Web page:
The National Marine Fisheries Service announced its 90 day findings on 23 corals recently petitioned for endangered listing. They concluded three species may warrant petitioned action but 20 corals did not. The three species will undergo further examination. The review process for the 20 species is considered closed.
Advanced Aquarist has learned that Mitch Carl will MC the upcoming Denver, CO MACNA 2014 dinner banquet. This is a "Richard Ross approved" speaker, so be prepared for one heck of an evening!
This video contains remarkable high-def underwater footage of the reef life at the Club Paradise Dive Resort in the heart of the Coral Triangle. If you love sea turtles, you'll love (or maybe hate) this video.
The video contains footage of divers hand-feeding and touching a protected sea turtle, which the commentator acknowledges as a discouraged activity (and may be subject to severe penalties in some locations). The divers in the video clearly demonstrate no malice or reckless behavior that can be construed as turtle harassment. The human-turtle interaction borders on magical. Nonetheless, it's best to leave sea turtles alone no matter how cute they are ... and this particular sea turtle is pretty damn cute.
Inhabiting underwater caves, this blind, venomous centipede-like crustacean liquefies its prey with venom similar to that of the rattlesnake.
Reef terraforming? New research shows corals produce a sulfur-based chemical that not only helps protect itself from heat stress but may actually alter local weather systems by encouraging cloud formation! Is there nothing these industrious little builders can't do?
Researchers Publish Study on Jellyfish Energy Consumption That Will Improve Bio-Inspired Robotic Designs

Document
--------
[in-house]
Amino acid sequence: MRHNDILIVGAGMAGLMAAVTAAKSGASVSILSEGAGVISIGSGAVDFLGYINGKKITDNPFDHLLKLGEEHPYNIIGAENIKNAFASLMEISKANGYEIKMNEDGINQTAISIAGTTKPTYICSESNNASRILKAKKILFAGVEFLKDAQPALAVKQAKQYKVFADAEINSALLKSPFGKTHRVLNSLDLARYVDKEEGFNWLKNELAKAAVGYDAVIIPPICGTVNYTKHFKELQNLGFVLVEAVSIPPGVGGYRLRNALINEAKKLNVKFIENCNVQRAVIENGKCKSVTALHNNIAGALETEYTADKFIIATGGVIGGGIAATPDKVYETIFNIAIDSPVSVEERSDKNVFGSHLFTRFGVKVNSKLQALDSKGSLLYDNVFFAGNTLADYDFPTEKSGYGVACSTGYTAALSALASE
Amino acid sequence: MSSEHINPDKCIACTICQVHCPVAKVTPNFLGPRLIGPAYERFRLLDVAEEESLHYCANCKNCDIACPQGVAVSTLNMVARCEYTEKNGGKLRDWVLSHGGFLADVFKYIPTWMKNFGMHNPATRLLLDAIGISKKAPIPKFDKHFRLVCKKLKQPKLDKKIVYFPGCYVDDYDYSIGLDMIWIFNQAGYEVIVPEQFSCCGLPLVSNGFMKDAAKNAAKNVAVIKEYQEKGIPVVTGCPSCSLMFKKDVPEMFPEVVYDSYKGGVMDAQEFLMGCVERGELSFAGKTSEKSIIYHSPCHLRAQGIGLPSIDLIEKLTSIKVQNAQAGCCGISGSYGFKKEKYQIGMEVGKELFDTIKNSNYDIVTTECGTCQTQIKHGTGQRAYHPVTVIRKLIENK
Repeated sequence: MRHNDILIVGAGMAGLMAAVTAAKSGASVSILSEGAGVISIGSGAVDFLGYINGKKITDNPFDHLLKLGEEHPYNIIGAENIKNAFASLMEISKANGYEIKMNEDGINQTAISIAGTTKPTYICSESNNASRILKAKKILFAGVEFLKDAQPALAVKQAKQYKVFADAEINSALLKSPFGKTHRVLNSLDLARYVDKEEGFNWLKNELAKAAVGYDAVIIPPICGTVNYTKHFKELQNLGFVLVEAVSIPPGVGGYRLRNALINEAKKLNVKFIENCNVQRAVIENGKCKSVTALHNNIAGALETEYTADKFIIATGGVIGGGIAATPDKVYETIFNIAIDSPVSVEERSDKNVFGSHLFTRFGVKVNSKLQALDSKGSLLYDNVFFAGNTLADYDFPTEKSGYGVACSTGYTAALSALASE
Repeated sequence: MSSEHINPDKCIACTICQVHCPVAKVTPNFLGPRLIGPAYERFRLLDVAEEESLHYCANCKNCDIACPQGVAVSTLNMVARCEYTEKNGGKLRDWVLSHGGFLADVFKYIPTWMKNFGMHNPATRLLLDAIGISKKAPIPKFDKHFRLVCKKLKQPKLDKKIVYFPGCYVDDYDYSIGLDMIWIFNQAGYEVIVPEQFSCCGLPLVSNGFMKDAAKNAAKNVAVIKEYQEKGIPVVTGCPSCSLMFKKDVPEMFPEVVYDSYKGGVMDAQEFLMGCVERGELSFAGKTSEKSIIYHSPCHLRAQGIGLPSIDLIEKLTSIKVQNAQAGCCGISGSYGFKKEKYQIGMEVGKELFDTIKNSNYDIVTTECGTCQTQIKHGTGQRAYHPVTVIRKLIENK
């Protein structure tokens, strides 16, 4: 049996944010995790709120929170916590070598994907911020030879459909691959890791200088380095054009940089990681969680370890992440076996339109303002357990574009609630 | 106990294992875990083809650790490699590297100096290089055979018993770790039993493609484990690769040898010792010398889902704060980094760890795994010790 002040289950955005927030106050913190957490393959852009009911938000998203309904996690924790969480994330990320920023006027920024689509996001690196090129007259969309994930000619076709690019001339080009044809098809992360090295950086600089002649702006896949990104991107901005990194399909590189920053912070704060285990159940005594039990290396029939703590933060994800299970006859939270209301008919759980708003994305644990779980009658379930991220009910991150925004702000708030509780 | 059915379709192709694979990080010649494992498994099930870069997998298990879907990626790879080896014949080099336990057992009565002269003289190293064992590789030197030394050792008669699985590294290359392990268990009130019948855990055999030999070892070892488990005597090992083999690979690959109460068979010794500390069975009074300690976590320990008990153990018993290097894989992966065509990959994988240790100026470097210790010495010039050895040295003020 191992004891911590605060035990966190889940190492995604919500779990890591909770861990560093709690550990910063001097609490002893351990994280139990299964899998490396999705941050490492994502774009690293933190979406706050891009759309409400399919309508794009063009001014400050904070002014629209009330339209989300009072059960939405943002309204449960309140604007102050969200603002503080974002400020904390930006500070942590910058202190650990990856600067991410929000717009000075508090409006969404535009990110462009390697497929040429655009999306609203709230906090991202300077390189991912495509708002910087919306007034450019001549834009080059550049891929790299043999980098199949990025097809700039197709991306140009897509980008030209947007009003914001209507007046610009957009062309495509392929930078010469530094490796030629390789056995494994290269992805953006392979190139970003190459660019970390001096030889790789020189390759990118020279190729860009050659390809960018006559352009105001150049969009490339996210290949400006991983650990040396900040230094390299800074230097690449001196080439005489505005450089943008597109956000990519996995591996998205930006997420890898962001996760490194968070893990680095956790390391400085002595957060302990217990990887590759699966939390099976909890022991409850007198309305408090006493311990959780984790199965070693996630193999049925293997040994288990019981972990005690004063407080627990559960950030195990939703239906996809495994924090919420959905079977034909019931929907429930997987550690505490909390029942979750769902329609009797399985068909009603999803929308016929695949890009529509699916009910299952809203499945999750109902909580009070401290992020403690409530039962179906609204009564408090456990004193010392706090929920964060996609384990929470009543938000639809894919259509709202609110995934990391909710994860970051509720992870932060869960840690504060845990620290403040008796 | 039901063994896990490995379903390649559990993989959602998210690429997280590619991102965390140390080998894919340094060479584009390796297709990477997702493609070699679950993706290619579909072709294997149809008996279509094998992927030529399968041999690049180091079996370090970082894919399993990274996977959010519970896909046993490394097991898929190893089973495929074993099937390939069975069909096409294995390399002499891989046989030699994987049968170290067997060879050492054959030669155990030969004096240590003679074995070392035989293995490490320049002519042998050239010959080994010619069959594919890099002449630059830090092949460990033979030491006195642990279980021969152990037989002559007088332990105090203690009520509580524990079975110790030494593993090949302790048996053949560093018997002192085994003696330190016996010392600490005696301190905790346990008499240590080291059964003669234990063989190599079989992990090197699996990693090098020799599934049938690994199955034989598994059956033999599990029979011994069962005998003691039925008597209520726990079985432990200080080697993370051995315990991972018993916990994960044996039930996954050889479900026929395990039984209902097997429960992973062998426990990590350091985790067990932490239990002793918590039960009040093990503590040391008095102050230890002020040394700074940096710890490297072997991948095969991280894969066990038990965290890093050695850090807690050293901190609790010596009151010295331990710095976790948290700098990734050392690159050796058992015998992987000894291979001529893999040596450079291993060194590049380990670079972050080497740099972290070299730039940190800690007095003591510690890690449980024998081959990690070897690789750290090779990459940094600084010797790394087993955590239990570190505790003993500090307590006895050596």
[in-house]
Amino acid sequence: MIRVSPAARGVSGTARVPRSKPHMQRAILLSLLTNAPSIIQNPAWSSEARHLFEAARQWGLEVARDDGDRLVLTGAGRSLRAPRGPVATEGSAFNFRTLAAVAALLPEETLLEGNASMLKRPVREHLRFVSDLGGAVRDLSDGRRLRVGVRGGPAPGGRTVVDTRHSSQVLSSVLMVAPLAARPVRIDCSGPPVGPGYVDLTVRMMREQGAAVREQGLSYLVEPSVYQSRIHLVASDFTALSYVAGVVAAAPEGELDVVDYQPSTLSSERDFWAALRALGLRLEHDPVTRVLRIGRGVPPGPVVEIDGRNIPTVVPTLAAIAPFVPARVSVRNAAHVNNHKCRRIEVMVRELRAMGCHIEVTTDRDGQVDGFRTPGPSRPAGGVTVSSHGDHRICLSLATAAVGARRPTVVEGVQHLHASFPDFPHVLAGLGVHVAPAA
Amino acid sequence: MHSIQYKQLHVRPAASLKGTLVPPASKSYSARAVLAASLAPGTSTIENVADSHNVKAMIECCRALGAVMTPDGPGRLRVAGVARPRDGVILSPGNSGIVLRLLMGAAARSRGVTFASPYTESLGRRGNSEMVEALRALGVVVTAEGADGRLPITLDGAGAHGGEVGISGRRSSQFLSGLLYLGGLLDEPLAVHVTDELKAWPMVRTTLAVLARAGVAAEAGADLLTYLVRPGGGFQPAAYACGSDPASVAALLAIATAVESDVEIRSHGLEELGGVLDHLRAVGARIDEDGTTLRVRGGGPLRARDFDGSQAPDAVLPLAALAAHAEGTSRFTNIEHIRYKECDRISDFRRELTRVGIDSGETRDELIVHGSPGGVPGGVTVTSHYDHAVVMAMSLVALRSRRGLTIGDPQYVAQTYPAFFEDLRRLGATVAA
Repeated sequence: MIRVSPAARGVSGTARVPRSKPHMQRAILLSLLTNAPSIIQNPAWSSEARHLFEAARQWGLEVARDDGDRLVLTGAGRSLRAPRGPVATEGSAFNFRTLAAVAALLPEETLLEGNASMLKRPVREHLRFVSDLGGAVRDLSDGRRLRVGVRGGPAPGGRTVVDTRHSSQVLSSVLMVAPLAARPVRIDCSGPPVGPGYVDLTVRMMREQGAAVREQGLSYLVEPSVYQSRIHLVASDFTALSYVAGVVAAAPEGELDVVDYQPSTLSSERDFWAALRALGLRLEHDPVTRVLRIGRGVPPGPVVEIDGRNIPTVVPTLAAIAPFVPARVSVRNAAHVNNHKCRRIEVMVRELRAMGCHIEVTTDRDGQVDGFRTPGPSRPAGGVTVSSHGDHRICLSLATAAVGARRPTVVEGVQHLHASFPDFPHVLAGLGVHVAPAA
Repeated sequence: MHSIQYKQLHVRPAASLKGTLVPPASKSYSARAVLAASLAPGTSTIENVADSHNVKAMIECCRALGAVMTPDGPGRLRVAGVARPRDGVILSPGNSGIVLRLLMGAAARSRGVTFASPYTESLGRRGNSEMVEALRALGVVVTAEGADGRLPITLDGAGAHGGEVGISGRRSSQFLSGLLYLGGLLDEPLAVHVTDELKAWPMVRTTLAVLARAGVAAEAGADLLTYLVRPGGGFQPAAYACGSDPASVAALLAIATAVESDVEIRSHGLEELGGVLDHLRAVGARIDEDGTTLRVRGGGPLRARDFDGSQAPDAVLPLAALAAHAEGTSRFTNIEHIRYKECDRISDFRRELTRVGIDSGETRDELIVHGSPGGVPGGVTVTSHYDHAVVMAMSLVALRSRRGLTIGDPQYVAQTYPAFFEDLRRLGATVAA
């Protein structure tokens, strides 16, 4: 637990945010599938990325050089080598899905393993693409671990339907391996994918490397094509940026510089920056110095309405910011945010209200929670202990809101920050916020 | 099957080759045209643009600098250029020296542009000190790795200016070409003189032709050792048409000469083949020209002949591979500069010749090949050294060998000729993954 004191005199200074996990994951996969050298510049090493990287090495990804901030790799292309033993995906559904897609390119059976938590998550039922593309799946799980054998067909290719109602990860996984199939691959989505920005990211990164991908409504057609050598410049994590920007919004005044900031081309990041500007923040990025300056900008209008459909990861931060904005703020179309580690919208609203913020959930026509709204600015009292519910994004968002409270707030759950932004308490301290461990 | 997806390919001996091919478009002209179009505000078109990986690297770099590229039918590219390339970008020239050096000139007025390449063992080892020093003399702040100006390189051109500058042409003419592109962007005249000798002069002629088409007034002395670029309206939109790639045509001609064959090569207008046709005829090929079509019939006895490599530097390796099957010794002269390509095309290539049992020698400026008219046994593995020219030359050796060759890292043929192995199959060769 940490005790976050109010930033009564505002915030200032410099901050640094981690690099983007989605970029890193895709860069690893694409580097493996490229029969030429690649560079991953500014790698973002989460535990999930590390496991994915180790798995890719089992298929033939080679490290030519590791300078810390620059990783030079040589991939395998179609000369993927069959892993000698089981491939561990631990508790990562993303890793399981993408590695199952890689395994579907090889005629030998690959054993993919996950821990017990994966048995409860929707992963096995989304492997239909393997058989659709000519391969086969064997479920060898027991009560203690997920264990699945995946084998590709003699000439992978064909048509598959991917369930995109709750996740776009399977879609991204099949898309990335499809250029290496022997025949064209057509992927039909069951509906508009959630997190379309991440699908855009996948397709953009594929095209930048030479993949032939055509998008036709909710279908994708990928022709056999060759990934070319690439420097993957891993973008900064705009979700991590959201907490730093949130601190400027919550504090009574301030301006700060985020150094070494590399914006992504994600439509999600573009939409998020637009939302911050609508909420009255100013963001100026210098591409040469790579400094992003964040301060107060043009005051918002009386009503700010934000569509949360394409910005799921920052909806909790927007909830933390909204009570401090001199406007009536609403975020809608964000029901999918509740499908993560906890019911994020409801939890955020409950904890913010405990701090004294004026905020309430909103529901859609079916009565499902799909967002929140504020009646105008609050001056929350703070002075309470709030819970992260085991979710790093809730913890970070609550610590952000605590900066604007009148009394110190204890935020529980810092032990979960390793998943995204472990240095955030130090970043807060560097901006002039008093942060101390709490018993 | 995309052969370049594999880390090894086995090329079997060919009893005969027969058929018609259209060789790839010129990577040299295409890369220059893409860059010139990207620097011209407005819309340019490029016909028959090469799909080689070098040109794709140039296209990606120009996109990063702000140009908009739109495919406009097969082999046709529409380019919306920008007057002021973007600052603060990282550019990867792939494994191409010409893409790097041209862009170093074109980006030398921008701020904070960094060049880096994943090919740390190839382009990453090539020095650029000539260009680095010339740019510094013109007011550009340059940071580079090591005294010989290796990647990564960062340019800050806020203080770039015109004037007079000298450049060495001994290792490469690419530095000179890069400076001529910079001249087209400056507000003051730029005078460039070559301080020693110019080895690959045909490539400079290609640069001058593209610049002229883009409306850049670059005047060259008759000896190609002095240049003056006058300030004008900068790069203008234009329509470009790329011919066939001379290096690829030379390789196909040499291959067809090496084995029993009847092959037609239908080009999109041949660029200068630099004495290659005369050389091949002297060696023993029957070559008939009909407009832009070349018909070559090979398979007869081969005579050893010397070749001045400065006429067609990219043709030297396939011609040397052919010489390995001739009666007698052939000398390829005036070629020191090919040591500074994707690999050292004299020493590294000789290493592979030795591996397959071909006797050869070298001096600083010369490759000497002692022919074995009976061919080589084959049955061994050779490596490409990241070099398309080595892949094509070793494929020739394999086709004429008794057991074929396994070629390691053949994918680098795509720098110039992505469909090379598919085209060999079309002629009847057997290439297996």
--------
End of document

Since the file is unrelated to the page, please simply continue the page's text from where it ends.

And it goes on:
This bio-inspired robotic jellyfish, roughly the size of a man’s hand, was designed by Shashank Priya, professor of mechanical engineering, and a research team at the Center for Energy Harvesting Materials and Systems, part of the Virginia Tech Institute
Virginia Tech College of Engineering researchers are part of a national study that has cracked how jellyfish move with the lowest cost of transport of any animal. The findings will be used as researchers continue to design bio-inspired jellyfish for the U.S. Navy.
The Green Machine is a UK aquarium shop specializing in planted aquariums. While we usually avoid blogging commercially-affiliated content, TGM's aquascaping work is truly spectacular and merits recognition (much like ADG's work in the United States). Case in point: Here is a comprehensive video detailing James Findley's latest nature aquarium, the "Crimson Sky Aquascape."
A new study helps shed light on why invasive lionfish are so successful in the Caribbean. Lionfish are invisible to small prey fish (and possibly predators too). Caribbean fish simply have not evolved to recognize the camouflage of these alien invaders.
A Clarion x Passer hybrid with perfect balance of Clarion orange pigmention and hallmark Passer patterns.
Clarions are rare in our hobby. Clarion x Passer angelfish are even more so. This exotic hybrid was recently collected by Cortez Marine, but not without some serious life-threatening drama.